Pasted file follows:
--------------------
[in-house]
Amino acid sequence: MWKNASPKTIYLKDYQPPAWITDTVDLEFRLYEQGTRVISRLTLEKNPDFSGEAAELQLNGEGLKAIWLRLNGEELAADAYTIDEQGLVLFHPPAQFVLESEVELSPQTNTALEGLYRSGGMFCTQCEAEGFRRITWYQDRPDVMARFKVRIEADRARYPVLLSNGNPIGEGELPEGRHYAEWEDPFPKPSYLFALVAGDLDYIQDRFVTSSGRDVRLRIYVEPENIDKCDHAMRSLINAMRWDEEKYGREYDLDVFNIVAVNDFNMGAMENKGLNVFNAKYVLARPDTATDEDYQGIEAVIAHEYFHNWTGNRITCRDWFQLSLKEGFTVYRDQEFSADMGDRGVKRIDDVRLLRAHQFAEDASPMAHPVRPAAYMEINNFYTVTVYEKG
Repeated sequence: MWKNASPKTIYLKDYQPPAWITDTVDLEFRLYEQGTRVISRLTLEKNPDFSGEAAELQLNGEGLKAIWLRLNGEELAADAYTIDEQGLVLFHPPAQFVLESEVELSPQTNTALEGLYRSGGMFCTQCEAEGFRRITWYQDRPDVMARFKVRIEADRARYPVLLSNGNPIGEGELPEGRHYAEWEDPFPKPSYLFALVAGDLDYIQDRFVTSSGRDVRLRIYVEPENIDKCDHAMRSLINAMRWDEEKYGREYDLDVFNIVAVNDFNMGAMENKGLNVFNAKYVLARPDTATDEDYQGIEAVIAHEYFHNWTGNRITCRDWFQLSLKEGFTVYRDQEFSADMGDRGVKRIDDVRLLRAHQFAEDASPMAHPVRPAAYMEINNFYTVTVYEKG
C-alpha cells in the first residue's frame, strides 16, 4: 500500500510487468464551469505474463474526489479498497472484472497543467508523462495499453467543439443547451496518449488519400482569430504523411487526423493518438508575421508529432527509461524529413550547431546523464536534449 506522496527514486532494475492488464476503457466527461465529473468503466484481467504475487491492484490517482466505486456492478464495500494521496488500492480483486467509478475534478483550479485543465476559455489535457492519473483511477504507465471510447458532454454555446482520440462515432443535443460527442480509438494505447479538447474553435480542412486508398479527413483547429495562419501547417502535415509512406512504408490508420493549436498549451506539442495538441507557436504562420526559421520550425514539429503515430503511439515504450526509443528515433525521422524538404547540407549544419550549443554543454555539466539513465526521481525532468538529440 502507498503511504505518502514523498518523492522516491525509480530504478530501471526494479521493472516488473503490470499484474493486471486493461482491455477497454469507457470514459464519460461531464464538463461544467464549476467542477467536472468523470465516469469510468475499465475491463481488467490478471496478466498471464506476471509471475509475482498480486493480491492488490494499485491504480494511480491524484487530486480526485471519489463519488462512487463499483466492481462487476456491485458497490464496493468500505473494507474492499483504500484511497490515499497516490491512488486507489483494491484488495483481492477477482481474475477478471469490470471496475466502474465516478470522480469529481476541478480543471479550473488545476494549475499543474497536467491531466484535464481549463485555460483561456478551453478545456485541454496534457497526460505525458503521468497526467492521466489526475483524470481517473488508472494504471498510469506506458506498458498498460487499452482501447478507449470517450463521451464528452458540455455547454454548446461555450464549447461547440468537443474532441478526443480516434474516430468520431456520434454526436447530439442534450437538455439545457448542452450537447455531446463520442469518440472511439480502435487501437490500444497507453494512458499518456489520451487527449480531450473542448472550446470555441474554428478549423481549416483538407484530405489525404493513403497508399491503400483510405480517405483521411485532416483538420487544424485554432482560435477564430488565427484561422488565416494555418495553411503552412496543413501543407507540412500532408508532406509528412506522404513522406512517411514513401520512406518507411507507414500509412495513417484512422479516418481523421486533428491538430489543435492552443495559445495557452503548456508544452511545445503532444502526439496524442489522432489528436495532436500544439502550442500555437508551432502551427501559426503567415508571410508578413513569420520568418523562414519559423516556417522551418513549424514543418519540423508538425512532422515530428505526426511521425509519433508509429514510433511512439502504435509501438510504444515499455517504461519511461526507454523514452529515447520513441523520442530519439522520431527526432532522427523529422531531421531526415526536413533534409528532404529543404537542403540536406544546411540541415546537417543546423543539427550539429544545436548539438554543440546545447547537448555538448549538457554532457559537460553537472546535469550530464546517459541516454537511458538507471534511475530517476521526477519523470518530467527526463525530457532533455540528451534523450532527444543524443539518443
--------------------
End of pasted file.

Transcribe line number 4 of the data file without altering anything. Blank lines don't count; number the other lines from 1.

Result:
C-alpha cells in the first residue's frame, strides 16, 4: 500500500510487468464551469505474463474526489479498497472484472497543467508523462495499453467543439443547451496518449488519400482569430504523411487526423493518438508575421508529432527509461524529413550547431546523464536534449 506522496527514486532494475492488464476503457466527461465529473468503466484481467504475487491492484490517482466505486456492478464495500494521496488500492480483486467509478475534478483550479485543465476559455489535457492519473483511477504507465471510447458532454454555446482520440462515432443535443460527442480509438494505447479538447474553435480542412486508398479527413483547429495562419501547417502535415509512406512504408490508420493549436498549451506539442495538441507557436504562420526559421520550425514539429503515430503511439515504450526509443528515433525521422524538404547540407549544419550549443554543454555539466539513465526521481525532468538529440 502507498503511504505518502514523498518523492522516491525509480530504478530501471526494479521493472516488473503490470499484474493486471486493461482491455477497454469507457470514459464519460461531464464538463461544467464549476467542477467536472468523470465516469469510468475499465475491463481488467490478471496478466498471464506476471509471475509475482498480486493480491492488490494499485491504480494511480491524484487530486480526485471519489463519488462512487463499483466492481462487476456491485458497490464496493468500505473494507474492499483504500484511497490515499497516490491512488486507489483494491484488495483481492477477482481474475477478471469490470471496475466502474465516478470522480469529481476541478480543471479550473488545476494549475499543474497536467491531466484535464481549463485555460483561456478551453478545456485541454496534457497526460505525458503521468497526467492521466489526475483524470481517473488508472494504471498510469506506458506498458498498460487499452482501447478507449470517450463521451464528452458540455455547454454548446461555450464549447461547440468537443474532441478526443480516434474516430468520431456520434454526436447530439442534450437538455439545457448542452450537447455531446463520442469518440472511439480502435487501437490500444497507453494512458499518456489520451487527449480531450473542448472550446470555441474554428478549423481549416483538407484530405489525404493513403497508399491503400483510405480517405483521411485532416483538420487544424485554432482560435477564430488565427484561422488565416494555418495553411503552412496543413501543407507540412500532408508532406509528412506522404513522406512517411514513401520512406518507411507507414500509412495513417484512422479516418481523421486533428491538430489543435492552443495559445495557452503548456508544452511545445503532444502526439496524442489522432489528436495532436500544439502550442500555437508551432502551427501559426503567415508571410508578413513569420520568418523562414519559423516556417522551418513549424514543418519540423508538425512532422515530428505526426511521425509519433508509429514510433511512439502504435509501438510504444515499455517504461519511461526507454523514452529515447520513441523520442530519439522520431527526432532522427523529422531531421531526415526536413533534409528532404529543404537542403540536406544546411540541415546537417543546423543539427550539429544545436548539438554543440546545447547537448555538448549538457554532457559537460553537472546535469550530464546517459541516454537511458538507471534511475530517476521526477519523470518530467527526463525530457532533455540528451534523450532527444543524443539518443